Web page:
Thus, the dispatch algorithm in the preferred embodiment elevates queue priority over processor affinity when determining the next process to dispatch. However, other algorithms are also within the scope of this invention. For example, in one alternative embodiment, the Secondary chain for any given queue 130′ is only searched when the Priority and Primary chains for all of the dispatch queues 130′ are empty. Another alternate embodiment is somewhere in-between the previous two algorithms. In this embodiment, the Secondary chain checked for dispatchable processes lags the queue for the Priority and Primary chains for a given queue 130′. Thus, if the lag factor is two (2), then the Secondary chain for the A queue 130′ is checked after the Priority and Primary chains for the C queue 130′. Similarly, the Secondary chain for the D queue 130′ is checked after the Priority and Primary chains for the F queue 130′ is checked. Other combinations are also within the scope of this invention.
At the end of a specified time interval (3 seconds in the preferred embodiment), all of the processes from the Primary and Secondary chains are moved to the Priority chain for each queue 130′. This provides a mechanism for rebalancing processor 92, CPU module 90, and L2 cache 94 utilization.
FIG. 6 is a flowchart illustrating processor affinity dispatching, in accordance with a preferred embodiment of the present invention. The dispatcher is entered when a processor 92 is looking for work to do. It starts by entering a loop. At the top of the loop, there is a test for more queues 130′ to check, step 102. If there is another queue 130′ to check, step 102, it is tested to see if it is in bypass mode, step 104. If the queue 130′ is in bypass mode, step 104, the loop repeats, starting with the test for more queues, step 102. Otherwise, if the queue 130′ is not being bypassed, step 104, a test is made for a process entry in the Priority chain for that queue 130′, step 106. If there is an process entry in the Priority chain 134, step 106, it is selected for execution and removed from the Priority chain 134, step 108. Otherwise, a test is made for a process entry in the Primary chain for that queue 130′, step 110. If there is an process entry in the Primary chain, step 110, it is selected for execution and removed from the Primary chain, step 112. Otherwise, a test is made for a process entry in the Secondary chain for that queue, step 114. If there is a process entry in the Secondary chain, step 114, it is selected for execution and removed from the Secondary chain, step 116. In all these cases where a process entry 134, 136, 138 is removed from a queue chain 108, 112, 116, the current dispatch count for the queue 130′ is incremented and tested against a configured limit. If the current dispatch count for the queue 130′ exceeds the configured limit for that queue 130′, a bypass flag is set for the queue 130′, step 118. In the preferred embodiment, this is implemented by loading a negative queue damper value into the dispatch count field for the queue 130′, then incrementing the dispatch count field for each dispatch. The bypass flag is set when the value in the dispatch count field becomes positive. In any case, when a process entry 134, 136, 138 is selected from one of the chains 108, 112, 116, the corresponding process is then dispatched, step 120. This typically includes setting up the processor 92 with the selected process' environment. The processor 92 then begins executing the code addressed by its new environment.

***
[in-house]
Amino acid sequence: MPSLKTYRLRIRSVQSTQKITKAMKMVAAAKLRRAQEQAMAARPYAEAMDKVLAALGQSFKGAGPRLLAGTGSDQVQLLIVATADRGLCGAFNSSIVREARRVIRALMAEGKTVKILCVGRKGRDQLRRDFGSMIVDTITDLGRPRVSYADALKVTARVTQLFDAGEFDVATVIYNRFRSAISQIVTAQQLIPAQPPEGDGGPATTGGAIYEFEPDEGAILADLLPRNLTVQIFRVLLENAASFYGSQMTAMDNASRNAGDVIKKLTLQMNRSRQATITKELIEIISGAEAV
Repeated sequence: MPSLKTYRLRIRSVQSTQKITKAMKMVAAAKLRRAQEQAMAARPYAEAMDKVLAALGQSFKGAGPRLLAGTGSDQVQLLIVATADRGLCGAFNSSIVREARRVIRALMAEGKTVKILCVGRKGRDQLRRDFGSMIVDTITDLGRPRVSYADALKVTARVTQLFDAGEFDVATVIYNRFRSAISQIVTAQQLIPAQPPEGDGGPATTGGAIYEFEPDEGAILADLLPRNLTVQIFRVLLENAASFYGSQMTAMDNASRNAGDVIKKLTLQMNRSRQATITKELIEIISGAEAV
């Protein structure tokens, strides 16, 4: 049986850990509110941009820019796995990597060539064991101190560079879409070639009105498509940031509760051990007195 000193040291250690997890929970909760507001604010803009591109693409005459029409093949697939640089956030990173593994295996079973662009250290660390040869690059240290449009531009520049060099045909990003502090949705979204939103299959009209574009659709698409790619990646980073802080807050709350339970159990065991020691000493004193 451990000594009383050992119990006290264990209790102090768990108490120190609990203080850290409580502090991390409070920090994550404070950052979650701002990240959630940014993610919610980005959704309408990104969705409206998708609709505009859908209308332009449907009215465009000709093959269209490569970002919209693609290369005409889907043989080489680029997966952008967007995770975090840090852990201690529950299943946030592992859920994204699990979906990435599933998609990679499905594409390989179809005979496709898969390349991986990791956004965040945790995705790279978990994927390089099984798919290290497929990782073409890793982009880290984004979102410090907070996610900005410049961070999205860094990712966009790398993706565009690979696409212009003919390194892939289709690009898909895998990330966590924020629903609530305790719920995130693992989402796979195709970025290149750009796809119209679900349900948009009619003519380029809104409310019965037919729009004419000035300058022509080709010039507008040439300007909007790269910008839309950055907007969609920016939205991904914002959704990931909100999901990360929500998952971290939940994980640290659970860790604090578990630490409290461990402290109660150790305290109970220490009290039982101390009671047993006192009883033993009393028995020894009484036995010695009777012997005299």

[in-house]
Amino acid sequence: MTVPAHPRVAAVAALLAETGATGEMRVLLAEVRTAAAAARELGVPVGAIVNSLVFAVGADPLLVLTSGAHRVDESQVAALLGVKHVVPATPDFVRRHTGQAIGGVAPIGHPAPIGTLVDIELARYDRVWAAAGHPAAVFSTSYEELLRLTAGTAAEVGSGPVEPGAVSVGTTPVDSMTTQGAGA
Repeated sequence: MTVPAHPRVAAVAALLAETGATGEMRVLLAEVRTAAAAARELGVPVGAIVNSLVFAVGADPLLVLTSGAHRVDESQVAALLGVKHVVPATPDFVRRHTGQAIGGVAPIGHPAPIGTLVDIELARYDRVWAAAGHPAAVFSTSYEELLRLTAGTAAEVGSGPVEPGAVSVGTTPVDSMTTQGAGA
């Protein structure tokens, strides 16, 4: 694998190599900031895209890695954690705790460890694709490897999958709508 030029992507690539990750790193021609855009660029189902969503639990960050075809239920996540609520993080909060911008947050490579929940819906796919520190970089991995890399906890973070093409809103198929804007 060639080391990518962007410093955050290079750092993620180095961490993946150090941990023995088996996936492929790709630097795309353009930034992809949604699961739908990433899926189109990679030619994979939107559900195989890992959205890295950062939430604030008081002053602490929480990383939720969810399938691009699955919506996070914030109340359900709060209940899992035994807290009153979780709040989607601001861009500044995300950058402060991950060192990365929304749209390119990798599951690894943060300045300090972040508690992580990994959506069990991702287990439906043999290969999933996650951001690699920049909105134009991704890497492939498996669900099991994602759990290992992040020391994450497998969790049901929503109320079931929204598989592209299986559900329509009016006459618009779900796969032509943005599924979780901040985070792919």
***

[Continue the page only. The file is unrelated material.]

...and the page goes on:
In the situation where no more queues 130′ remain to be processed, step 102, a test is made whether any queues 130′ have been bypassed, step 126. If any of the queues 130′ were bypassed, step 126, all of the queues 130′ are reset, step 128. This includes reinitializing the dispatch count for each of the queues 130′. The loop is then reentered, starting with the highest priority queue 130′. Otherwise, if none of the queues 130′ were bypassed, step 126, the main dispatcher loop is complete, and the processor can enter idle processing, step 129.
The preferred embodiment showed a Priority chain 134, an Even chain 136, and an Odd chain 138 for each dispatch queue 130′. These correspond to the two different processor modules 900, 901 and L2 cache memories 940, 941. An alternate embodiment supports other numbers of processor modules 90 and L2 cache memories 94. For example, in a system supporting four processor modules 90 and L2 cache memories 94, each dispatch queue 130′ will typically have a priority chain, and one chain for each of the four processor modules 90 or L2 cache memories 94.
Those skilled in the art will recognize that modifications and variations can be made without departing from the spirit of the invention. Therefore, it is intended that this invention encompasses all such variations and modifications as fall within the scope of the appended claims.
Claim elements and steps herein have been numbered and/or lettered solely as an aid in readability and understanding. As such, the numbering and/or lettering in itself is not intended to and should not be taken to indicate the ordering of elements and/or steps in the claims.
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|U.S. Classification||718/102, 718/103, 718/104, 718/105, 718/100, 718/106, 718/107|
|International Classification||G06F9/48, G06F9/50|
|Cooperative Classification||G06F9/4881, G06F9/5033|
|European Classification||G06F9/48C4S, G06F9/50A6A|
|Sep 23, 1999||AS||Assignment|
Owner name: BULL INFORMATION SYSTEMS, INC., ARKANSAS
Free format text: ASSIGNMENT OF ASSIGNORS INTEREST;ASSIGNORS:BROWN, MICHEL;EGOLF, DAVID A.;REEL/FRAME:010275/0794
Effective date: 19990923